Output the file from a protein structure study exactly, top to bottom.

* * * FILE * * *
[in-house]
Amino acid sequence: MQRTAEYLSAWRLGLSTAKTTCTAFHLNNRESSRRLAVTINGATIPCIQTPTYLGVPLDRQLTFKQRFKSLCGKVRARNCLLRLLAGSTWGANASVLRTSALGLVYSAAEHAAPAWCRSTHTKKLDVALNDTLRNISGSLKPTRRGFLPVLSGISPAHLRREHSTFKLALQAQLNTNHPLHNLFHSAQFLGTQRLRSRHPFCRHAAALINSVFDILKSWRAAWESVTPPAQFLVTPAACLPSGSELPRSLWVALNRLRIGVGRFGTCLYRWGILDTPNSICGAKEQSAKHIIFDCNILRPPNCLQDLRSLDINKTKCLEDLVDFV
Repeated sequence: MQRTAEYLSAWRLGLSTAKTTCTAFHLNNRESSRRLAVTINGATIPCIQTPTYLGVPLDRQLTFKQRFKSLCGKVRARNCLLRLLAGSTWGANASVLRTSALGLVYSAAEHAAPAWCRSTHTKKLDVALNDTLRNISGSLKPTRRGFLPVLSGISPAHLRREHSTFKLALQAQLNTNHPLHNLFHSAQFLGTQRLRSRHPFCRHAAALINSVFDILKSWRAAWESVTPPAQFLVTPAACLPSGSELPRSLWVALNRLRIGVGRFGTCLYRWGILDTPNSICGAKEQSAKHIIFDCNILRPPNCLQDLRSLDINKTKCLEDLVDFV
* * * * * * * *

[in-house]
Amino acid sequence: MQRTAEYLSAWRLGLSTAKTTCTAFHLNNRESSRRLAVTINGATIPCIQTPTYLGVPLDRQLTFKQRFKSLCGKVRARNCLLRLLAGSTWGANASVLRTSALGLVYSAAEHAAPAWCRSTHTKKLDVALNDTLRNISGSLKPTRRGFLPVLSGISPAHLRREHSTFKLALQAQLNTNHPLHNLFHSAQFLGTQRLRSRHPFCRHAAALINSVFDILKSWRAAWESVTPPAQFLVTPAACLPSGSELPRSLWVALNRLRIGVGRFGTCLYRWGILDTPNSICGAKEQSAKHIIFDCNILRPPNCLQDLRSLDINKTKCLEDLVDFV
Repeated sequence: MQRTAEYLSAWRLGLSTAKTTCTAFHLNNRESSRRLAVTINGATIPCIQTPTYLGVPLDRQLTFKQRFKSLCGKVRARNCLLRLLAGSTWGANASVLRTSALGLVYSAAEHAAPAWCRSTHTKKLDVALNDTLRNISGSLKPTRRGFLPVLSGISPAHLRREHSTFKLALQAQLNTNHPLHNLFHSAQFLGTQRLRSRHPFCRHAAALINSVFDILKSWRAAWESVTPPAQFLVTPAACLPSGSELPRSLWVALNRLRIGVGRFGTCLYRWGILDTPNSICGAKEQSAKHIIFDCNILRPPNCLQDLRSLDINKTKCLEDLVDFV